This stimulating new book challenges Freud’s definition of the uncanny, prevalent in the study of Gothic and Romantic fiction, by reviving the importance of uncertainty in the uncanny. Literary criticism views the uncanny as an expression of the return of the repressed. Falkenberg’s expanded definition includes, but is not limited to, the psychoanalytic and instead redefines the uncanny as a cognitive and aesthetic phenomenon.
Beyond offering a survey of what David Punter has called «The Theory of the Uncanny», this study places the uncanny in the context of the poetological and philosophical background of the Romantic period. In close readings of two stories that have stood at the center of the debate about the uncanny – E.T.A. Hoffmann’s «Sandman» and Ludwig Tieck’s «Blond Eckbert» – the author shows how these texts are constructed as uncanny phenomena in themselves. The study traces fairytale elements, framing techniques, and interdependencies between the fictional productions of the protagonists and their «dark fates» to expose how these texts confront the reader with paradoxical decoding instructions.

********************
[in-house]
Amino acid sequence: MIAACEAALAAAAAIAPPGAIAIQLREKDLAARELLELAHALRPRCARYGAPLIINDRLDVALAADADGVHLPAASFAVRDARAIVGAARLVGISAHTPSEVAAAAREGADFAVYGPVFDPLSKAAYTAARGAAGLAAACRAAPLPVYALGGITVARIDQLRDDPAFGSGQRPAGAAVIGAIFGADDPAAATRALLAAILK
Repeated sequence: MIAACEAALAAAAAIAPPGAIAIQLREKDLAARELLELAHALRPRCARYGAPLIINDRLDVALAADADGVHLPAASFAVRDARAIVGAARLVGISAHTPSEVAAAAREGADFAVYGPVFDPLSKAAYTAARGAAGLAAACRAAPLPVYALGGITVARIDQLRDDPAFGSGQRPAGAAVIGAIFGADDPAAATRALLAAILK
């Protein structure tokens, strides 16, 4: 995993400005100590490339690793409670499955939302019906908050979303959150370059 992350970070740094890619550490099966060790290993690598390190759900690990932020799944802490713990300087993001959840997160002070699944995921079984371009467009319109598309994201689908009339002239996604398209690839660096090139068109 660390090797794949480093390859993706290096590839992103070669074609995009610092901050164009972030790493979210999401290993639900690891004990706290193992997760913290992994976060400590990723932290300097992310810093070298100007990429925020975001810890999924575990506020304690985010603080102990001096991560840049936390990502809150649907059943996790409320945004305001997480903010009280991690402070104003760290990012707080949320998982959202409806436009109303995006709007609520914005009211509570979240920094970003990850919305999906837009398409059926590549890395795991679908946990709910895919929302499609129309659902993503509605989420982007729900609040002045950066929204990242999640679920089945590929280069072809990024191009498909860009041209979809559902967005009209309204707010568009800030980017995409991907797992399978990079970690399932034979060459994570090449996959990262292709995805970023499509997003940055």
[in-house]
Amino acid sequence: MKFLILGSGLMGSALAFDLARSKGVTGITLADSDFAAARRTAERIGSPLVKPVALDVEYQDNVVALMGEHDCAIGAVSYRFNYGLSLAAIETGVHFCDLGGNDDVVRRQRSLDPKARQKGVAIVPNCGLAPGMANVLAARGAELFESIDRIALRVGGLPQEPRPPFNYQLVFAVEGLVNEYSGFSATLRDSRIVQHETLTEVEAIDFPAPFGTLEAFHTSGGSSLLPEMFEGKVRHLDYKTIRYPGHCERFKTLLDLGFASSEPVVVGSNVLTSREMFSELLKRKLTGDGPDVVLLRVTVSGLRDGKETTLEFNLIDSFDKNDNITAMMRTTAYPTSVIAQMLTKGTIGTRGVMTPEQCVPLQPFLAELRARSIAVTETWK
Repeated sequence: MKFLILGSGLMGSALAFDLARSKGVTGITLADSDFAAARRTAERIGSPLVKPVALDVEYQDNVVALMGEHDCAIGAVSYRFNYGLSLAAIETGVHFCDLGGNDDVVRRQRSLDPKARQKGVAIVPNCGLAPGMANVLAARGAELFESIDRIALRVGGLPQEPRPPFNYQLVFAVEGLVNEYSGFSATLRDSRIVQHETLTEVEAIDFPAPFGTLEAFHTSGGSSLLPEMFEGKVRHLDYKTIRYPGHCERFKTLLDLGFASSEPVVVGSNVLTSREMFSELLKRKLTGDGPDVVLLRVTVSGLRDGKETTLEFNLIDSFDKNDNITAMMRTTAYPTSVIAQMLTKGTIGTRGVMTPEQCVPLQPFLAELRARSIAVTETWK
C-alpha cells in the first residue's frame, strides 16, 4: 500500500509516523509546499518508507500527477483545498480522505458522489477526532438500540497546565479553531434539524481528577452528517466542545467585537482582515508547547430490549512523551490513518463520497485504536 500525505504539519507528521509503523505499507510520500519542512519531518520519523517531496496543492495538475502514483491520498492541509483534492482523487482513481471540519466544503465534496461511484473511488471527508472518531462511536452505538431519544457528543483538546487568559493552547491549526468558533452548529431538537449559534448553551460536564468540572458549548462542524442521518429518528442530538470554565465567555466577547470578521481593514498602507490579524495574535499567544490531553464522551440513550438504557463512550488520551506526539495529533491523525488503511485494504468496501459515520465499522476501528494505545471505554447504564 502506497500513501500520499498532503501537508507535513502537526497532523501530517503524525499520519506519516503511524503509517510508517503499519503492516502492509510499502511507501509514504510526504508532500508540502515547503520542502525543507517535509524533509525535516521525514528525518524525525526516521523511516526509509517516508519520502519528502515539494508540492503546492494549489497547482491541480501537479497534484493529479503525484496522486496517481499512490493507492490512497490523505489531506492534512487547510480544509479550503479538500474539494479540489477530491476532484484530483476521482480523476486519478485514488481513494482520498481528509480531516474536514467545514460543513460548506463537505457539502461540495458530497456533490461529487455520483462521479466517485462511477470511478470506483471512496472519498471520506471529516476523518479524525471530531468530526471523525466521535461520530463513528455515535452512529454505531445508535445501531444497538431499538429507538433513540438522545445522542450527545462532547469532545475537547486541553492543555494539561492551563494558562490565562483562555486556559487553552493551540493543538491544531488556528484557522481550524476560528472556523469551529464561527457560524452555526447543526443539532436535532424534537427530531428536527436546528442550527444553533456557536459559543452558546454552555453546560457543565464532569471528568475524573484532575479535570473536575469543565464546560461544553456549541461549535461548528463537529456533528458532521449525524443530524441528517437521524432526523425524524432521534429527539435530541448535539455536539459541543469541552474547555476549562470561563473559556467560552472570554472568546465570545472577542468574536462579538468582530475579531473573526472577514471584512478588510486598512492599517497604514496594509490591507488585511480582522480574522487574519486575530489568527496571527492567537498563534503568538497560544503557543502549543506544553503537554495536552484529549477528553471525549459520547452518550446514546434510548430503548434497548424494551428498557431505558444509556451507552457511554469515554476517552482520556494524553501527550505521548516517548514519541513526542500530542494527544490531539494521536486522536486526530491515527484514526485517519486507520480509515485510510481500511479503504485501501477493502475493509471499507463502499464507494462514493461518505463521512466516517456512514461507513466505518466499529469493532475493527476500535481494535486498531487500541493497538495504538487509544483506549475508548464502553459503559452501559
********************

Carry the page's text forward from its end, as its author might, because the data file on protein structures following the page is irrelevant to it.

This expanded and revised uncanny not only yields new readings of two classic German short stories, it also leads to a better understanding of the cultural soil that nourished the Romantic Movement.
Oxford, Bern, Berlin, Bruxelles, Frankfurt am Main, New York, Wien, 2005. 258 pp.
Contents: Freud’s «Uncanny» Re-evaluated – E.T.A. Hoffmann’s «Der Sandmann» - a Story of Persecution Told by a Persecuted
Narrator – Clues Confirming the Existence of the Sandman – Nathanael’s Precarious Position as a Writer – Ludwig Tieck’s «Der
blonde Eckbert» - the Uncanniness of Indifferent Fate – Paranoiac Structures of Perception in «Eckbert».